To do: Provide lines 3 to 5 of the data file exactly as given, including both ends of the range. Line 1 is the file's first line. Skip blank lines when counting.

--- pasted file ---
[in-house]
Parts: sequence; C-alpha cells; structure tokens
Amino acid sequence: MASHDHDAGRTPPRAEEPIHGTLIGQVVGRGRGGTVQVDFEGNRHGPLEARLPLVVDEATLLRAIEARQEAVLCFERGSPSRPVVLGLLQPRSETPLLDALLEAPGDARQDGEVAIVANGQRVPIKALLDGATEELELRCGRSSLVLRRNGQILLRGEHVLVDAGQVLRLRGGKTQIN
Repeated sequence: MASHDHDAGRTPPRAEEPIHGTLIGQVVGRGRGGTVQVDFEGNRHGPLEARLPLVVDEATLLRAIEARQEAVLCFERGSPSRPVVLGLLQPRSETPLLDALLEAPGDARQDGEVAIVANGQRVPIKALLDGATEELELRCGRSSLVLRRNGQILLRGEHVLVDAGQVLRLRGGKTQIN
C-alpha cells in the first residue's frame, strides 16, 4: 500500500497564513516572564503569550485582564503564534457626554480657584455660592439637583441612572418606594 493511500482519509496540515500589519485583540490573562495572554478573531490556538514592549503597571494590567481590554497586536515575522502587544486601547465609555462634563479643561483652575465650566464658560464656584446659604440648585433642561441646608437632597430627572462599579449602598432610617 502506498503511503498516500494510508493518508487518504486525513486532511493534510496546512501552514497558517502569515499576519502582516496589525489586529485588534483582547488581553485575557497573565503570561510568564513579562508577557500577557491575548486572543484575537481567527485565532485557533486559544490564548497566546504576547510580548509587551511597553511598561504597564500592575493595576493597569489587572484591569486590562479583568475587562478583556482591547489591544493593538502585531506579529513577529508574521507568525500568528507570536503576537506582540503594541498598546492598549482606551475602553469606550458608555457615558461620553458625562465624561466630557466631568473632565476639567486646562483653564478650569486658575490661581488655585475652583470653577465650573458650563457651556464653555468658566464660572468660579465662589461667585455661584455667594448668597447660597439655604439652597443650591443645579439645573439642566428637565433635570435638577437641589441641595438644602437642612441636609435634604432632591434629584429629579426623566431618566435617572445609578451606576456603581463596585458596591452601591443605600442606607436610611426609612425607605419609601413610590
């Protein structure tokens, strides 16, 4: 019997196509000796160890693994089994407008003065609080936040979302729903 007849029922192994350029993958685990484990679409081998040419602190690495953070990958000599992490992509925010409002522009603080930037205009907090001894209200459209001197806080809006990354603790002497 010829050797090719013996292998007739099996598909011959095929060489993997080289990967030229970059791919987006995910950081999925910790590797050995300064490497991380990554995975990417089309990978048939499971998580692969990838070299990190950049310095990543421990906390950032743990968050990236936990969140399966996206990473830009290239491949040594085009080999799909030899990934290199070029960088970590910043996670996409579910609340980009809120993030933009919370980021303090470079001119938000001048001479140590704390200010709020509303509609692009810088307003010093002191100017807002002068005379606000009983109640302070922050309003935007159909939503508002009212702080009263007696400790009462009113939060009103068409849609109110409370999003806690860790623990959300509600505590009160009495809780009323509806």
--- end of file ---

Amino acid sequence: MASHDHDAGRTPPRAEEPIHGTLIGQVVGRGRGGTVQVDFEGNRHGPLEARLPLVVDEATLLRAIEARQEAVLCFERGSPSRPVVLGLLQPRSETPLLDALLEAPGDARQDGEVAIVANGQRVPIKALLDGATEELELRCGRSSLVLRRNGQILLRGEHVLVDAGQVLRLRGGKTQIN
Repeated sequence: MASHDHDAGRTPPRAEEPIHGTLIGQVVGRGRGGTVQVDFEGNRHGPLEARLPLVVDEATLLRAIEARQEAVLCFERGSPSRPVVLGLLQPRSETPLLDALLEAPGDARQDGEVAIVANGQRVPIKALLDGATEELELRCGRSSLVLRRNGQILLRGEHVLVDAGQVLRLRGGKTQIN
C-alpha cells in the first residue's frame, strides 16, 4: 500500500497564513516572564503569550485582564503564534457626554480657584455660592439637583441612572418606594 493511500482519509496540515500589519485583540490573562495572554478573531490556538514592549503597571494590567481590554497586536515575522502587544486601547465609555462634563479643561483652575465650566464658560464656584446659604440648585433642561441646608437632597430627572462599579449602598432610617 502506498503511503498516500494510508493518508487518504486525513486532511493534510496546512501552514497558517502569515499576519502582516496589525489586529485588534483582547488581553485575557497573565503570561510568564513579562508577557500577557491575548486572543484575537481567527485565532485557533486559544490564548497566546504576547510580548509587551511597553511598561504597564500592575493595576493597569489587572484591569486590562479583568475587562478583556482591547489591544493593538502585531506579529513577529508574521507568525500568528507570536503576537506582540503594541498598546492598549482606551475602553469606550458608555457615558461620553458625562465624561466630557466631568473632565476639567486646562483653564478650569486658575490661581488655585475652583470653577465650573458650563457651556464653555468658566464660572468660579465662589461667585455661584455667594448668597447660597439655604439652597443650591443645579439645573439642566428637565433635570435638577437641589441641595438644602437642612441636609435634604432632591434629584429629579426623566431618566435617572445609578451606576456603581463596585458596591452601591443605600442606607436610611426609612425607605419609601413610590